“That’s not quite right”: Sociodicy

Nicholas Christakis

“The bright side has been denied the attention it deserves,” writes Nicholas Christakis. Credit Demetrius Freeman for The New York Times.

How a target of students’ ire came to write a book about humanity’s transcendent goodness.

To accept this belief that human beings are evil or violent or selfish or overly tribal is a kind of moral and intellectual laziness,” [Nicholas Christakis] told me. It also excuses that destructiveness. “The way to repair our torn social fabric is to say: Wait a minute, that’s not quite right.”

He mentioned theodicy, which endeavors to vindicate God’s existence despite so much suffering. “Blueprint [Christakis’s new book],” he said, is sociodicy: It tries “to vindicate society despites its failures.”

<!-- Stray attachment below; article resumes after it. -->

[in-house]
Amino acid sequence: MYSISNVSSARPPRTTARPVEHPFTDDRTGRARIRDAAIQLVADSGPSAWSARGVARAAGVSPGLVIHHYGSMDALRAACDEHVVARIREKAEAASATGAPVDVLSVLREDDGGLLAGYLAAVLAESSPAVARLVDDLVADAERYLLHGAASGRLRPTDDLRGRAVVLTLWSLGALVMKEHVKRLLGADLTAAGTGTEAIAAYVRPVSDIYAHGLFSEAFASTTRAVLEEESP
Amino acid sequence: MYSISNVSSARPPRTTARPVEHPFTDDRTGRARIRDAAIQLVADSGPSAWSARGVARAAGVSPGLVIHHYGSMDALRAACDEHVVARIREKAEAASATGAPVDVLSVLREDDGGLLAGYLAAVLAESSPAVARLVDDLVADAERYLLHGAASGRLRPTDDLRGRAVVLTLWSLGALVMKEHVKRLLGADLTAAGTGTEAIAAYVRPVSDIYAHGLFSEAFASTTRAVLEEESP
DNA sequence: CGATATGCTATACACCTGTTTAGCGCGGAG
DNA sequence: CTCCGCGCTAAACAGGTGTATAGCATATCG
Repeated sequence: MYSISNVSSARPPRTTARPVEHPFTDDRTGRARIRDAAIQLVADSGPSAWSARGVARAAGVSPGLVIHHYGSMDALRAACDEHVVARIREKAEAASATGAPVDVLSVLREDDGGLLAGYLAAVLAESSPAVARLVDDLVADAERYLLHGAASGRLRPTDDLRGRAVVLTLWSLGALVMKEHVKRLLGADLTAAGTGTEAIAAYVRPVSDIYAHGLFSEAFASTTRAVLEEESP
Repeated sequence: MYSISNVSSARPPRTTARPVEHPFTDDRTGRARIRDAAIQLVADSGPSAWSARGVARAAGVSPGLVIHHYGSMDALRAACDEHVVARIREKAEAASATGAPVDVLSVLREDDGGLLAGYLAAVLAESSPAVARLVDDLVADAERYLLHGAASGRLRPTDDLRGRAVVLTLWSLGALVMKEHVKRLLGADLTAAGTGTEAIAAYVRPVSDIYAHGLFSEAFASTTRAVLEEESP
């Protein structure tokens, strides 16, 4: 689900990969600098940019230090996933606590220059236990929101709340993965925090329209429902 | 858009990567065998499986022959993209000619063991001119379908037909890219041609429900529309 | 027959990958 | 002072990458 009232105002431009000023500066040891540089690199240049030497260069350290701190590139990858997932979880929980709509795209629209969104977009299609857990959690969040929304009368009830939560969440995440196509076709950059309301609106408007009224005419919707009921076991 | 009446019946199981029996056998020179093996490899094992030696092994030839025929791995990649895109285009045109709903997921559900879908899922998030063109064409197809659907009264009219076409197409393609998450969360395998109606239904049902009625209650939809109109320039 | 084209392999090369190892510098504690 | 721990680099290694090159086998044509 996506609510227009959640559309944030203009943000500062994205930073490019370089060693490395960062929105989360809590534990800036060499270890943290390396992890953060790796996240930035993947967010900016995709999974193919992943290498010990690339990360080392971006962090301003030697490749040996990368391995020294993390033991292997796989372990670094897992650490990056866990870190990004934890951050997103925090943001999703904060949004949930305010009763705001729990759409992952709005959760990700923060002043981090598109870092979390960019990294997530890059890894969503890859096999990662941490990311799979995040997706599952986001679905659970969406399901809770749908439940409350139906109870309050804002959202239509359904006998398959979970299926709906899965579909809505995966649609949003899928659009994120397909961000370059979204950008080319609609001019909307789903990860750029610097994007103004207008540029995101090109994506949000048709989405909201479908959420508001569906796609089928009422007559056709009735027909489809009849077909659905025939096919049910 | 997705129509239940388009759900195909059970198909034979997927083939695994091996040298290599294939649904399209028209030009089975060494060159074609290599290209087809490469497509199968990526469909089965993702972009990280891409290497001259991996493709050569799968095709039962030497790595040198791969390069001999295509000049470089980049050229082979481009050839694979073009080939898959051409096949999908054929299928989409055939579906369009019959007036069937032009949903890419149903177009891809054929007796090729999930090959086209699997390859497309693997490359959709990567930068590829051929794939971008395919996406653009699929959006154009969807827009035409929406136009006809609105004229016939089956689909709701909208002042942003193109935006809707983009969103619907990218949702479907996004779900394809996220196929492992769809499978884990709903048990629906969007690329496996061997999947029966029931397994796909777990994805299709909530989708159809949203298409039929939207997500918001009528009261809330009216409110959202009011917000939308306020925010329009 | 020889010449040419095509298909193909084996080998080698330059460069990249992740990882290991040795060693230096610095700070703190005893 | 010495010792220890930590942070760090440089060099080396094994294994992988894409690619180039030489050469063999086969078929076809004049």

(Frank Bruni, “A ‘Disgusting’ Yale Professor Moves On,” NYTimes, 3-19-19)

(“After the din died down,” Yale awarded Christakis the Sterling Professorship, the school’s highest faculty honor.)

(c) 2019 JMN.

About JMN

I live in Texas and devote much of my time to easel painting on an amateur basis. I stream a lot of music, mostly jazz, throughout the day, and watch Netflix and Prime Video for entertainment. I like to read and memorize poetry.
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